I will add my request to the others for his contact details, so we can further extract the urine without clogging up el Reg's database.... I mean comments section.
I have never understood why even a national identity card would "need" such an intrusive database.
An ID card (or passport) should contain all information required to verify the bearers identity. The only thing which could be added to that is (as stated by "The Original Ash" above) a hash of (some of?) that data held centrally to verify that the card has not been forged.
They could get a lot more support for a NID programme if they did this, plus one other part for the convenience of the holder: User defined data areas.
What I mean is this: The card has additional data areas which can be used by other organisations. For example, a membership number for a club, or your bank card details, even 'electronic cash'. Even a phonebook, if you wanted... the point being that ANYONE can store small amounts of data on the card (with your permission).
Now obviously this presents some security issues, and I havent thought this through fully, but the idea is simple (and I can't understand why NuLab havent pitched it to get people on board): If you want to get more people on board, give them something that will make their lives easier. The convenience of these additional features, added to the assurance that only a hash of your private data is held, would probably win over the vast majority of people, and would still be a great help to law enforcement, imigration, and anyone else who needed to verify someone's identity.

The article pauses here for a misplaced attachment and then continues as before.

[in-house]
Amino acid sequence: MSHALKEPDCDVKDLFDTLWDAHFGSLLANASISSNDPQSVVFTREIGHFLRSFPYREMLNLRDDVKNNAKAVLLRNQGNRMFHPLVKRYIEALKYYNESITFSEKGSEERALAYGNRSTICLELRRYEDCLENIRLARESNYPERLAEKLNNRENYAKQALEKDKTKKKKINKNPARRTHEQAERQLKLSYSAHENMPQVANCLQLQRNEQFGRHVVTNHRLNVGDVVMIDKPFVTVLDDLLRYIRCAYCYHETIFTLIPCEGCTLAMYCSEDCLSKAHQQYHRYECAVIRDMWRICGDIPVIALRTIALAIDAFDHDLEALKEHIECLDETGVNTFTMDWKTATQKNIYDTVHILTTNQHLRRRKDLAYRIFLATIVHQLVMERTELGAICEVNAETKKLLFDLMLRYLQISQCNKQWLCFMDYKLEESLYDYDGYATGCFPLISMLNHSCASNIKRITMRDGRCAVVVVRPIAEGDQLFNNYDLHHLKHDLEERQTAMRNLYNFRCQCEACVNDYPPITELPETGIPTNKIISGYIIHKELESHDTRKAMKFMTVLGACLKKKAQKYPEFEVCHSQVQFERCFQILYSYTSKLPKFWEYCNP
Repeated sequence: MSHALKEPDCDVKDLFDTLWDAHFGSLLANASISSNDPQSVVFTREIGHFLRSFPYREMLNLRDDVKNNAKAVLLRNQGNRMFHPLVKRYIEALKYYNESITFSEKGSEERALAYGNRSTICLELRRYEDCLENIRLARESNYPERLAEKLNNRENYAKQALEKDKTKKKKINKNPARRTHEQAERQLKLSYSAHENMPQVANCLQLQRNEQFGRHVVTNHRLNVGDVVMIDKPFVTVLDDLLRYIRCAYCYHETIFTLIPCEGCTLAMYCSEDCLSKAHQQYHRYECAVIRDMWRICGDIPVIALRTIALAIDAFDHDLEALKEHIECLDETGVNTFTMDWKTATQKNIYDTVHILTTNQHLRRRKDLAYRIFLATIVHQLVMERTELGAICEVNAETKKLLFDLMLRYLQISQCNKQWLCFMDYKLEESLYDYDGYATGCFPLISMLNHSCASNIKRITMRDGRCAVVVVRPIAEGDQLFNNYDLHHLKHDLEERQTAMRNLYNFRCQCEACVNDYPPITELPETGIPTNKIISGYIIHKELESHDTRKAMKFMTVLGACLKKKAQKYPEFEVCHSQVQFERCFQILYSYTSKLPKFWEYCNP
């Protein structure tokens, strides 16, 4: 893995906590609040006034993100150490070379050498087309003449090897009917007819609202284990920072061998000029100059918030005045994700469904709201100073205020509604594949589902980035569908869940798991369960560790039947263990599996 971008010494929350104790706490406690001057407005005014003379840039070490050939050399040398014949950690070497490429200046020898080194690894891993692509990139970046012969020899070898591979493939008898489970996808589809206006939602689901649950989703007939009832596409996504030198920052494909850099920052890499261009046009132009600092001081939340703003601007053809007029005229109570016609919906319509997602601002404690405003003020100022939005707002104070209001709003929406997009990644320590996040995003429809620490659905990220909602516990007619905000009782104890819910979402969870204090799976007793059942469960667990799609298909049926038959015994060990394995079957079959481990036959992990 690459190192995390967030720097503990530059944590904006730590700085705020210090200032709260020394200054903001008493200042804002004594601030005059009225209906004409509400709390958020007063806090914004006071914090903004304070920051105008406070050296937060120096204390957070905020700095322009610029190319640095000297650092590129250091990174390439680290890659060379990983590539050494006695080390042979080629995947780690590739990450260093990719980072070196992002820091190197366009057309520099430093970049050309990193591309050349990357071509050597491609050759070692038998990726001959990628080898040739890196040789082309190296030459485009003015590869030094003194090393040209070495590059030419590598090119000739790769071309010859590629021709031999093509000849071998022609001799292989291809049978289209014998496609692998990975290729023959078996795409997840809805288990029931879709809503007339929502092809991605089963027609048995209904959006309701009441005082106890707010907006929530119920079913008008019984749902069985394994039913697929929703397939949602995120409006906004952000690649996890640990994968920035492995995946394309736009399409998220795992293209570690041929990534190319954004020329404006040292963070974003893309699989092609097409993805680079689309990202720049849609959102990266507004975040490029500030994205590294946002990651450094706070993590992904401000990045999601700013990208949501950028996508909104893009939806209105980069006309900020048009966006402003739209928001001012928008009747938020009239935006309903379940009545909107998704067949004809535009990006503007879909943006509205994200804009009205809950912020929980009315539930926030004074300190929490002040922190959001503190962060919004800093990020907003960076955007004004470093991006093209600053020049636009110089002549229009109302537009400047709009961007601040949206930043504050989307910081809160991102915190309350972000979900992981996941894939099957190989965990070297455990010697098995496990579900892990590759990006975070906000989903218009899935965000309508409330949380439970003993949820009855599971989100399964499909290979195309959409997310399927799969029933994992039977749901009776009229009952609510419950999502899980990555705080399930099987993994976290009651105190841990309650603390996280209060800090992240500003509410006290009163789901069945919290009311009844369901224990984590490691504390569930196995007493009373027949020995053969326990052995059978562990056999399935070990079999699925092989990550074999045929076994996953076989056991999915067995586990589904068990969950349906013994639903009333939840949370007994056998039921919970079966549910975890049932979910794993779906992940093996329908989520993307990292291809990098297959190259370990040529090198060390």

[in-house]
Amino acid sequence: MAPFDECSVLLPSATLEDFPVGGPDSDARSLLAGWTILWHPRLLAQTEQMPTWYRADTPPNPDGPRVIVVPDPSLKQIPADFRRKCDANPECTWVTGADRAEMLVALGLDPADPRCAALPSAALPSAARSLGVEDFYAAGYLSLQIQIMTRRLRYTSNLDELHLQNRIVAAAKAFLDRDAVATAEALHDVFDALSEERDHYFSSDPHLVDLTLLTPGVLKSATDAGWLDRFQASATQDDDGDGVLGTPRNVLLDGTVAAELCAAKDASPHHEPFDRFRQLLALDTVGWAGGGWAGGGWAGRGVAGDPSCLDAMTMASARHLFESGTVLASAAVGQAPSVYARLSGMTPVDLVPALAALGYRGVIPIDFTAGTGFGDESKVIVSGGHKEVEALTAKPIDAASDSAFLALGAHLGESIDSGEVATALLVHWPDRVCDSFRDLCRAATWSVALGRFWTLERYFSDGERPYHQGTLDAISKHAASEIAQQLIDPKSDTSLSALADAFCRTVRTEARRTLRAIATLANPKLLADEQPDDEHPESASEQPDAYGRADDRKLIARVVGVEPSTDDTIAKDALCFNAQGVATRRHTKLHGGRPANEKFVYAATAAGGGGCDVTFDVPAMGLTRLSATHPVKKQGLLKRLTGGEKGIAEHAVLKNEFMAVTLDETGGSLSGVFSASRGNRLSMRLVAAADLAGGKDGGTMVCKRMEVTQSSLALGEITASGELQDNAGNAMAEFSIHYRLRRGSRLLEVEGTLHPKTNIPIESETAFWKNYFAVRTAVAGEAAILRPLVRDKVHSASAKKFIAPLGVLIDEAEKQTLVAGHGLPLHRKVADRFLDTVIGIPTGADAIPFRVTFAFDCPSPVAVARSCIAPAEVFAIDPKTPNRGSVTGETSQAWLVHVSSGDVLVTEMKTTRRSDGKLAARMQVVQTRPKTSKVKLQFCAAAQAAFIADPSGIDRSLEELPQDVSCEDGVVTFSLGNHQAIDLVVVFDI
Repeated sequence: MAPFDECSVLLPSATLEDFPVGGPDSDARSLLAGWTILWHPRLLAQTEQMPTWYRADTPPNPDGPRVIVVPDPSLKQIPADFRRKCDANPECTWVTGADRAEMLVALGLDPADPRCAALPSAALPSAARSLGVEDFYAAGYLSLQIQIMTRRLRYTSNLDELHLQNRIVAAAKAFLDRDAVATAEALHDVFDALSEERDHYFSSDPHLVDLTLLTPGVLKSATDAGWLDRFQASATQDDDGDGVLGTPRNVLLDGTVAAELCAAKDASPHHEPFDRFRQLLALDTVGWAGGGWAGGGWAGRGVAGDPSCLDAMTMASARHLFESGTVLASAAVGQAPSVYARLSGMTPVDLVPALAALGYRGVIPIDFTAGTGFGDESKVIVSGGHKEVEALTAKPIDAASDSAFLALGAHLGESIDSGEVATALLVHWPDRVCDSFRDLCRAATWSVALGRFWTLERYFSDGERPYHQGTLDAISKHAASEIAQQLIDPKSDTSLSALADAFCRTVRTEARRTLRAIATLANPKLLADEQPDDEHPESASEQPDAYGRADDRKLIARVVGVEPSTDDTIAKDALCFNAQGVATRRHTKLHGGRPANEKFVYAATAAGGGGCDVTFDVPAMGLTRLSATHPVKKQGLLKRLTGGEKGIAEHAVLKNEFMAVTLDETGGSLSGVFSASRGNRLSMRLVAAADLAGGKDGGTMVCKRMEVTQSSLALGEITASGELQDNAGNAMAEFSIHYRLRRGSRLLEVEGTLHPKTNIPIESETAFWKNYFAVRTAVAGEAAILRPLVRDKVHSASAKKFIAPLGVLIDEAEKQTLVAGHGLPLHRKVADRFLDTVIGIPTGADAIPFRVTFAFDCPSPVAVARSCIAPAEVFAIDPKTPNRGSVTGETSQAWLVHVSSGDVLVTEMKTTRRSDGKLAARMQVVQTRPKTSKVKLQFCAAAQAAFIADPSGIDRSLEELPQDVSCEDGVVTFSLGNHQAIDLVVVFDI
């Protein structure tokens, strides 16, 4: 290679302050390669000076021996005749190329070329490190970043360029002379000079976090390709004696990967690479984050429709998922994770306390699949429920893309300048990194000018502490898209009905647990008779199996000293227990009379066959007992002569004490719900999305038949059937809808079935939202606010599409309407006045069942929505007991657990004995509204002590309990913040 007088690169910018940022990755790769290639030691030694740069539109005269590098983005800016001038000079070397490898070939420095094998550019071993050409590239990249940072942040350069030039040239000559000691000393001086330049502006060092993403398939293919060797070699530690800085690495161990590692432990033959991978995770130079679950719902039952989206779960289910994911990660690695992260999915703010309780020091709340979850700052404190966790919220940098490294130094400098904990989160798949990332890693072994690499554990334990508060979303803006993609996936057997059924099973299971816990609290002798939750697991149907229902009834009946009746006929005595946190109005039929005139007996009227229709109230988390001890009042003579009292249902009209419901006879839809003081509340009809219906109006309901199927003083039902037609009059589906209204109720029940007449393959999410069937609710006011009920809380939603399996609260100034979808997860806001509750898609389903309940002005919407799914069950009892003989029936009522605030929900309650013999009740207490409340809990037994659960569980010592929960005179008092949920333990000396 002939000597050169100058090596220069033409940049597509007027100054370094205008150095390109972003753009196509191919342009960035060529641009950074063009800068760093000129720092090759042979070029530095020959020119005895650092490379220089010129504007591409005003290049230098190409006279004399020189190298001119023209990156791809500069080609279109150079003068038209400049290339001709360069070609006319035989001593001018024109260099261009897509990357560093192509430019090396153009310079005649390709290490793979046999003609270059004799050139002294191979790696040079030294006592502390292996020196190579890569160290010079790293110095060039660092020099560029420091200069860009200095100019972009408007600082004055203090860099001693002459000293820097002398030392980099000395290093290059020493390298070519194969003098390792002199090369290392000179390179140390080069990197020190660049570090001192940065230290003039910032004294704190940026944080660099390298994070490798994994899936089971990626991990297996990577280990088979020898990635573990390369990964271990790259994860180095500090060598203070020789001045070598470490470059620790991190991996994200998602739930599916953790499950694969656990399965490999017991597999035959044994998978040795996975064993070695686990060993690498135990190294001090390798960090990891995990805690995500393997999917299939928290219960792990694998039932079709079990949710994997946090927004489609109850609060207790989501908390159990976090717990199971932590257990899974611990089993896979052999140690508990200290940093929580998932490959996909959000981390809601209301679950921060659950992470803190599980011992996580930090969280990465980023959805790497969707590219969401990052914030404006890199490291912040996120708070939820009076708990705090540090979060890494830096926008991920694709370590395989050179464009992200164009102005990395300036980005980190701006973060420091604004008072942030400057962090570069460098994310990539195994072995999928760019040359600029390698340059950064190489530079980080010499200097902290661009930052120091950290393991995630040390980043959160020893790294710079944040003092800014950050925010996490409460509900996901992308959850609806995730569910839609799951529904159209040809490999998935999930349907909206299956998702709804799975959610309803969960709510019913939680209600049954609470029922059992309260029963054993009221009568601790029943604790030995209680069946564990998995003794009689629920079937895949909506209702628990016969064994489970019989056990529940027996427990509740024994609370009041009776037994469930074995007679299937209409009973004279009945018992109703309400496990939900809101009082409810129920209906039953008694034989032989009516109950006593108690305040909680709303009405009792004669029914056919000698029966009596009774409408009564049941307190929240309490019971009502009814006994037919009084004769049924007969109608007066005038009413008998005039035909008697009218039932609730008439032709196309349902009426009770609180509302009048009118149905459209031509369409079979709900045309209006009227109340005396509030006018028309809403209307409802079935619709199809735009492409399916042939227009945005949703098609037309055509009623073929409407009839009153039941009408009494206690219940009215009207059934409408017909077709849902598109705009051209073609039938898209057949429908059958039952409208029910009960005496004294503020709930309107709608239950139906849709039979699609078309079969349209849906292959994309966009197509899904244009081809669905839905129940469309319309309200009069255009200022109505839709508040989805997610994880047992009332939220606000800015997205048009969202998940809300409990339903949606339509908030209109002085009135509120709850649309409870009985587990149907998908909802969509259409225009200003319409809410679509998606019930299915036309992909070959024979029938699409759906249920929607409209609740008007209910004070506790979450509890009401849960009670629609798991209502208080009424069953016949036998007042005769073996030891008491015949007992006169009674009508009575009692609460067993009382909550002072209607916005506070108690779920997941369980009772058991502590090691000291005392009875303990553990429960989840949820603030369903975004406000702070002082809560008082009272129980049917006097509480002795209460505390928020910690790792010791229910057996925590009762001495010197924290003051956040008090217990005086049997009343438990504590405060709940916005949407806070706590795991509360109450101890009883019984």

"Presumably this research has only a one-third chance of being accepted by people who consider the population - and by extension themselves - to be generally open-minded."
This made me chuckle.
My above comment
Should have had the <- thumbs up icon not thumbs down.
Sorry, I'm having a "special" day today...
Am I the only one...
who read this:
"Human nipples, when attached to female bodies, are clearly pornographic"
and got an image in his head of people stapling human nipples all over their body, or wearing them as earings?
I pay my ISP (Be, incidentally, and I agree with Tom15 they dont complain over the HUGE amounts of data I transfer, normally filling the 18up/1.3down link) for a pipe to the internet.